Danish Jews report record level of anti-Semitic attacks
The Jewish community of Denmark documented 40 anti-Semitic incidents in 2012, almost double those in 2009, a year that marked a sharp upturn in such attacks.
A report released on Feb. 25 by AKVAH, the security unit of Denmark's Jewish community of 8,000, counted six physical attacks on Jews last year.
In one of them, in November, several men of Middle Eastern descent hit an elderly Israeli man in the Copenhagen suburb of Norrebro and tore off a Star of David pendant from around the victim's neck.
AKVAH documented two attempted assaults and 10 incidents in which Jews were verbally abused for being Jews. Other incidents included intimidation and threats.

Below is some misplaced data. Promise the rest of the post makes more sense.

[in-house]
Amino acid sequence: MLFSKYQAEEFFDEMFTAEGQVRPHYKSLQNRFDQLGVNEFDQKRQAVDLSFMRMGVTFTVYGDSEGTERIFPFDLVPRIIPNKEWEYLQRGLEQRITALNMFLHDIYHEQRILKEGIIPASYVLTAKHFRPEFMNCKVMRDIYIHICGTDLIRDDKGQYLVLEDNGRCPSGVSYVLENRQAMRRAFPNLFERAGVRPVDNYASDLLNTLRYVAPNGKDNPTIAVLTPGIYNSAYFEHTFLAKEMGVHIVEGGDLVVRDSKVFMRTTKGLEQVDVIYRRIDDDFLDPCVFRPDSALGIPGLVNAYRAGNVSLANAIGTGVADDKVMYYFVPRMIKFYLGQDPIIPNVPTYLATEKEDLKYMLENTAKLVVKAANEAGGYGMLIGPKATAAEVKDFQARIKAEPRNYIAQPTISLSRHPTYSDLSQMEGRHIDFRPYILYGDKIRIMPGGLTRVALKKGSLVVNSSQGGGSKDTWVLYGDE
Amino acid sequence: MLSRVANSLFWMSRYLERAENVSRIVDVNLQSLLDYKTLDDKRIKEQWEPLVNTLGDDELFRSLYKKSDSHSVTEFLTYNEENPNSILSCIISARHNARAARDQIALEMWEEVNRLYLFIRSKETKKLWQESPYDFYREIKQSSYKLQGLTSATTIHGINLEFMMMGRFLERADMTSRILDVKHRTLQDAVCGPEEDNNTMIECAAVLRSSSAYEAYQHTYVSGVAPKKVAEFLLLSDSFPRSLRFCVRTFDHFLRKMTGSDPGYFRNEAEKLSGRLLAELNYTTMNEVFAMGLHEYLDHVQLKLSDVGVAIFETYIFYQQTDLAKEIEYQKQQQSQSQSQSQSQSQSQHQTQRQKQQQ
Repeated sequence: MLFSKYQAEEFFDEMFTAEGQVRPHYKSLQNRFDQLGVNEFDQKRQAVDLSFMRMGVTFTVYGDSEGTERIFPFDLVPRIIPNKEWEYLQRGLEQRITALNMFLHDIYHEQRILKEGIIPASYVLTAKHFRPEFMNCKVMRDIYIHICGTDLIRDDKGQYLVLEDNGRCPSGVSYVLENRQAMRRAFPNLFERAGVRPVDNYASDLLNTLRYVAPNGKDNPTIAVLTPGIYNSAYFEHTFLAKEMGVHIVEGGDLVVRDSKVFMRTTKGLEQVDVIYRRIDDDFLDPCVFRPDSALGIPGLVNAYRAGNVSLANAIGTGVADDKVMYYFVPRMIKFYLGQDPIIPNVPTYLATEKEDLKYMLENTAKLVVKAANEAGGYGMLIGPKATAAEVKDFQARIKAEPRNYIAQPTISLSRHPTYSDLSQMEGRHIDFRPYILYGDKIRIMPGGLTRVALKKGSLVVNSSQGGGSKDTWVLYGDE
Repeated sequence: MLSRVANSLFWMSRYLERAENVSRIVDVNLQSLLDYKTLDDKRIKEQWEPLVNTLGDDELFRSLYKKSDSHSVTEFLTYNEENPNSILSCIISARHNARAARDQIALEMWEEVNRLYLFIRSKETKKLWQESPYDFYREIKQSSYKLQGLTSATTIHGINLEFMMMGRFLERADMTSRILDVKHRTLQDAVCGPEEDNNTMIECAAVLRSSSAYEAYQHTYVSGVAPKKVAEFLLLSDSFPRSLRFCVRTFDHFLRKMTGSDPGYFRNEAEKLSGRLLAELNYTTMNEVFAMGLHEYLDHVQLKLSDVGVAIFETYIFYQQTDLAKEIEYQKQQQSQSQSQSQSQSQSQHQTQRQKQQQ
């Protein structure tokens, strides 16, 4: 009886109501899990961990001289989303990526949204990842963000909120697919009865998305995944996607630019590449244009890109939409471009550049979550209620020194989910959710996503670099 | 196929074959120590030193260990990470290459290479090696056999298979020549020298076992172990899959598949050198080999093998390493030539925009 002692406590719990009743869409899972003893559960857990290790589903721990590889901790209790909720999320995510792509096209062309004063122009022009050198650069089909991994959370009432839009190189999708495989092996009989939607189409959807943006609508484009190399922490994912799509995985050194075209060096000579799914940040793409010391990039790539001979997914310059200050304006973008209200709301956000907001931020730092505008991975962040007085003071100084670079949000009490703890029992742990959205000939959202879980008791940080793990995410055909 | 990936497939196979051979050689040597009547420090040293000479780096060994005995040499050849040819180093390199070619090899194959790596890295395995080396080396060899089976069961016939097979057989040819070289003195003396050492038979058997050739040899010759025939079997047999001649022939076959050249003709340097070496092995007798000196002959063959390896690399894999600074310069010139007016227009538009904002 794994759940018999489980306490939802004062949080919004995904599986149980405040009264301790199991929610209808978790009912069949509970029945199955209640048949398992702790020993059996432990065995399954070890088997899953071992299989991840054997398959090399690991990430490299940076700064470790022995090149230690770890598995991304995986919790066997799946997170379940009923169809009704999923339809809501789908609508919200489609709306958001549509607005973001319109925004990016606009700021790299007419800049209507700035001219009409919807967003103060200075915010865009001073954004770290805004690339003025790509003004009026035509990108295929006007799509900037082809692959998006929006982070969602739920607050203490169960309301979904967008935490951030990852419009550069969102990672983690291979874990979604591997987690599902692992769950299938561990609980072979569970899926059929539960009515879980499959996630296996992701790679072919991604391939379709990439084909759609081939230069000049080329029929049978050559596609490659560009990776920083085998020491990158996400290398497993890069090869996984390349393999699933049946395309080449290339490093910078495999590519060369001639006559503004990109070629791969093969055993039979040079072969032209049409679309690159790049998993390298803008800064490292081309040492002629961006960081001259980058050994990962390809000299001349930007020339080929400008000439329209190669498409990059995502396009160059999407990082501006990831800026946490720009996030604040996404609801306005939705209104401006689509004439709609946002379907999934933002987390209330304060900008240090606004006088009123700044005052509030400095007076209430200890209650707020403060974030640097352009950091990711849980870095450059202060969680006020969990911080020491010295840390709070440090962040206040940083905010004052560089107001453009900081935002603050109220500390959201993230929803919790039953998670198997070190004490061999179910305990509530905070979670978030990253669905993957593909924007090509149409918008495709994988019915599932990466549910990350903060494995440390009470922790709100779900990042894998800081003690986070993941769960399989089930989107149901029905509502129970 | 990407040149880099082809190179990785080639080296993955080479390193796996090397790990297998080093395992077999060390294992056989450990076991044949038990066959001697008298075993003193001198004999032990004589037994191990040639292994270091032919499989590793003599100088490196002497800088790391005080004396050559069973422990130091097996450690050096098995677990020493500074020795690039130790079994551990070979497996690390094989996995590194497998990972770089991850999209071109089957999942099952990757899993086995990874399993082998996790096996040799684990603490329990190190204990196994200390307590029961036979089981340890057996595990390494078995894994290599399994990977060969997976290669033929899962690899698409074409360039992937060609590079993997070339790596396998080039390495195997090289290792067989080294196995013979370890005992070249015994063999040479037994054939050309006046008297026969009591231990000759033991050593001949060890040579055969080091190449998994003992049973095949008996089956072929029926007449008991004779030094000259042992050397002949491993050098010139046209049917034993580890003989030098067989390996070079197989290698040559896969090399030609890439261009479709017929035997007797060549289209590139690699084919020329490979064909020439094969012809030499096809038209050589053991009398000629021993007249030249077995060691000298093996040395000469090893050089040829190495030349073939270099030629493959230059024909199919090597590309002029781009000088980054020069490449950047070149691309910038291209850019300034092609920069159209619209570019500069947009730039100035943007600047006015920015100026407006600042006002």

In 2009, which began with an Israel-Hamas war in the Gaza Strip, the community reported 21 incidents, a substantial increase over the average of three incidents in the previous six years.
The report did not say how many such incidents were documented in 2011. The European Union Agency for Fundamental Rights (FRA) has said it received no data on attacks in 2011 and 2010 from institutions belonging to Denmark’s Jewish community. The FRA report from last year only contains data for the years 2003-2009.
FRA said last year that Danish authorities offered no disaggregated statistical data on hate crimes, but said there was an even distribution of offences targeting Muslims, Christians and Jews.